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Saying Goodbye to Carl Sanderson, a good dog and friend.
When we arrived we tightened the net around ourselves, but during our 13 months in Congo we have grown into this call to be in community with others. We have as the locals say, “poly poly” (slowly slowly) let down our guard. I find sweet irony in our few remaining weeks here that we have welcomed more people into our home than I can keep track of. With the impending move to Zambia we have needed to sell some of our personal items, requiring many visitors stopping by. I’ve had coffee and conversations with many and am saddened that as I meet new friends, I’m also saying goodbye.
The boys have had a revolving door of friends at our house. On one day of insanity we had 11 children running around. Nick locked the front door so that they could only go in and out through the back where he stationed himself, closing the door behind them over and over again. The house has been full of friends and visitors just as we are preparing to leave. Did we wait too long to open our door? Part of me thinks yes, but I would still lean towards no.
We are so thankful to be on this journey and grateful to God, our friends, family, and church to have made this possible. However, as I said before, one of the most beautiful parts of this journey thus far has been the closeness of our Sh’awesome 6. I first answer to God for the spiritual health of my family and I cannot stop praising God for the goodness of that. The boys are doing better than I could have asked for, though I do ask for it every day. God has been so faithful.
As we say goodbye to the new friends we’ve made in Congo, we go forward a little less guarded, with more love in our hearts, more trust in our God, and more joy in the mission. I’m sure the question of “What in the world was I thinking?” will still come up as we settle into our new home in the third country in a 15 month span. The tapestry that God is weaving us into is complicated, unpredictable and full of uncertainty. Lucky for us, the weaver sees the finished product.
Colossians 2:2
I want you woven into a tapestry of love, in touch with everything there is to know of God. Then you will have minds confident and at rest, focused on Christ, God’s great mystery.
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Friends at Hasna Farms
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The vacation that kept on giving…

When you plan a vacation, I imagine you choose a destination that you are excited to visit with plenty of fun activities, beautiful scenery, relaxing beaches, or people you want to see.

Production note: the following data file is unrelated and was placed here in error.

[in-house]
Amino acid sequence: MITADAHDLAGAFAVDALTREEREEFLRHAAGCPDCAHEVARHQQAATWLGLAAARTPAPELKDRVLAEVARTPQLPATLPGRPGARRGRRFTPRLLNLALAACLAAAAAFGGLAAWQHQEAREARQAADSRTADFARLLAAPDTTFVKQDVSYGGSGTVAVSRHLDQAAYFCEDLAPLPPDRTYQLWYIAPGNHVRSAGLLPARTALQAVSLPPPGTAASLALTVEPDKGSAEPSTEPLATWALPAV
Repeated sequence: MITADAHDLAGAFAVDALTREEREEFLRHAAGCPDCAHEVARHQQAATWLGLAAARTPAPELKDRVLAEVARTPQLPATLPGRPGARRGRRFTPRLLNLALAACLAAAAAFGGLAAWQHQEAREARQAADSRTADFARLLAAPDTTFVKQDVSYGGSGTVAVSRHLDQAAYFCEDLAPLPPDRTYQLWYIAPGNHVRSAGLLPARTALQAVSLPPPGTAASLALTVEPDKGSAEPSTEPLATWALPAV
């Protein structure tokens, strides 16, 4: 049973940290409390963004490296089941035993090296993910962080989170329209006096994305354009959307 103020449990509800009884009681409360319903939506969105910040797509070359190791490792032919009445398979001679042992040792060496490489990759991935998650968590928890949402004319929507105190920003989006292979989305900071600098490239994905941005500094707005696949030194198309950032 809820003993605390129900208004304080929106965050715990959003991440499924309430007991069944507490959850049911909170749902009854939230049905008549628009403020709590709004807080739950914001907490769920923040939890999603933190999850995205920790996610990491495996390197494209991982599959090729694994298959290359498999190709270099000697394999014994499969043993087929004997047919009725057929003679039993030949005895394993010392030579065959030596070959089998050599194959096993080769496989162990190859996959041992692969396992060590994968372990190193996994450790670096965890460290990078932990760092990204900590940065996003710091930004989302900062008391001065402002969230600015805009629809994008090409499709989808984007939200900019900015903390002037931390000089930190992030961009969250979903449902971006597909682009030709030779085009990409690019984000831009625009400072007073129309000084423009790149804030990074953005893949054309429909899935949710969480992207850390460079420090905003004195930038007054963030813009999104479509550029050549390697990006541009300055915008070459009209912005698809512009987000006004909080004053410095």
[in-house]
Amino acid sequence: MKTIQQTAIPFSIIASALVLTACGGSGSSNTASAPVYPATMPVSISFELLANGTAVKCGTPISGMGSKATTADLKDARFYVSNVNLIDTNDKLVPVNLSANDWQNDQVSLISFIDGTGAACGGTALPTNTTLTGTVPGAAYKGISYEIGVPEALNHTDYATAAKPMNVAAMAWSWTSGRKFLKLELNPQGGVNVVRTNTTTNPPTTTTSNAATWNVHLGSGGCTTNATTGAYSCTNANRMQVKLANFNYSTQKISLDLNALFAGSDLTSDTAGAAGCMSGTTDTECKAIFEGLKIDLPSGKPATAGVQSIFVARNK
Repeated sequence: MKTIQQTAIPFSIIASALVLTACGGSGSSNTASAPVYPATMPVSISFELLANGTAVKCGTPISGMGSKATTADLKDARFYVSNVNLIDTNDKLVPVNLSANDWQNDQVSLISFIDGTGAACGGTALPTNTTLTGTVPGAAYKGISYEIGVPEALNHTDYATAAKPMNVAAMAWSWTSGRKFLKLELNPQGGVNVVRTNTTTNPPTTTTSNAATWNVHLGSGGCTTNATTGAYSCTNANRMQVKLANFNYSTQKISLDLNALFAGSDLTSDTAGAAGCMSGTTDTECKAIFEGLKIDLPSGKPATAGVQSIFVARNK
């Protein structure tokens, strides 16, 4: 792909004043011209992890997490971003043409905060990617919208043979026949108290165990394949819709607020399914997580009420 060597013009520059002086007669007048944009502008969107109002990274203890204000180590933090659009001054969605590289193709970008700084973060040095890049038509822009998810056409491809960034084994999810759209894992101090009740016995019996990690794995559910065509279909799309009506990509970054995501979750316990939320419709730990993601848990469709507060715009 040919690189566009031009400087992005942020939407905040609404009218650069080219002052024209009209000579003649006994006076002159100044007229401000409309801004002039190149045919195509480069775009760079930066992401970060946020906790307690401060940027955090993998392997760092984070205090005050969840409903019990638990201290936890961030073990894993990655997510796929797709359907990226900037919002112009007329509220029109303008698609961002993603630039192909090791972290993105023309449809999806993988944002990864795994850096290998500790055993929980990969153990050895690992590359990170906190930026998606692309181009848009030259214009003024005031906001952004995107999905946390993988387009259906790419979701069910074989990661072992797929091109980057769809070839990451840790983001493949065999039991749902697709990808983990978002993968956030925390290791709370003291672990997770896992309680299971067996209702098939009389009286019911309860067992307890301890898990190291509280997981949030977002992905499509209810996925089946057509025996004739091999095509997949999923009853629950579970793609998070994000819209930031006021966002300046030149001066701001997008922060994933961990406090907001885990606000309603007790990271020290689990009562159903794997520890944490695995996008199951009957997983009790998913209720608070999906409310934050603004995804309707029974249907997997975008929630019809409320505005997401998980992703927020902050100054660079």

What if I told you the Shaw’s just spent two weeks paying a heap of money that met none of those qualifications?! That’s right. We did not see cool people, beautiful scenery, relax, or do exciting things. In fact, we got to walk down muddy, crowded sidewalks for seven days straight, sometimes in the rain and other days in the searing heat…uphill both ways!! Okay, that part is exaggerated. It was only uphill one way.

The story of our adventure started with our first solo border-crossing. We typically have a charming, elderly man accompany us who knows the ins and outs of crossing the border, but sadly he wasn’t available for this journey. There are always plenty of people to “help” you whether you want it or not and a man named Jean attached himself to us like Cling Wrap which did ease some of the hassle of knowing which window to visit in which order. There are 8 on the Congo side alone.

Once we crossed to the Zambian side, we rejoiced in our ability to speak English but promptly got intercepted by Interpol. Though this was our third time crossing, there was the unexpected need for a document that we did not have and have never been asked to present. This document should have been signed by the Lubumbashi police department to authorize that our vehicle is legal to take out of the country. We still don’t know if this was a ruse, but I applied all my powers of persuasion, appealed to their Christian values (it being the day after Christmas), and we were allowed through. We breathed a sigh of relief and headed to Kitwe, which was our first stop of the journey.
One night in Kitwe and the world was not our oyster…it turned into 3 very long nights. After rolling into town and finding our accommodations unprepared for our visit, we went to get dinner. We received a green light for our guesthouse while at dinner, but by a cruel twist of fate, our beast of a Land Cruiser, Tina, lost gears 3 and 4. We had JUST had this unreliable hunk of white junk serviced before leaving town…but what can you do? Day 2 in Kitwe was spent searching for a new transmission, and Day 3 Nick spent sitting at the garage babysitting the installation. Day 4 and thousands of dollars lighter, we took off bright and early for our destination of Lusaka, the capital city.

We had a fantastic time exploring, eating at good restaurants, finding Malaria medication, and ringing in the New Year, but sadly Tina still struggled with her transmission. This time gears 3 and 5 had to be forcibly held in place or they would drop into neutral. We headed back to Kitwe with a sense of hope but annoyance. The garage that had installed the transmission was going to work on Tina for free. Thank you, God.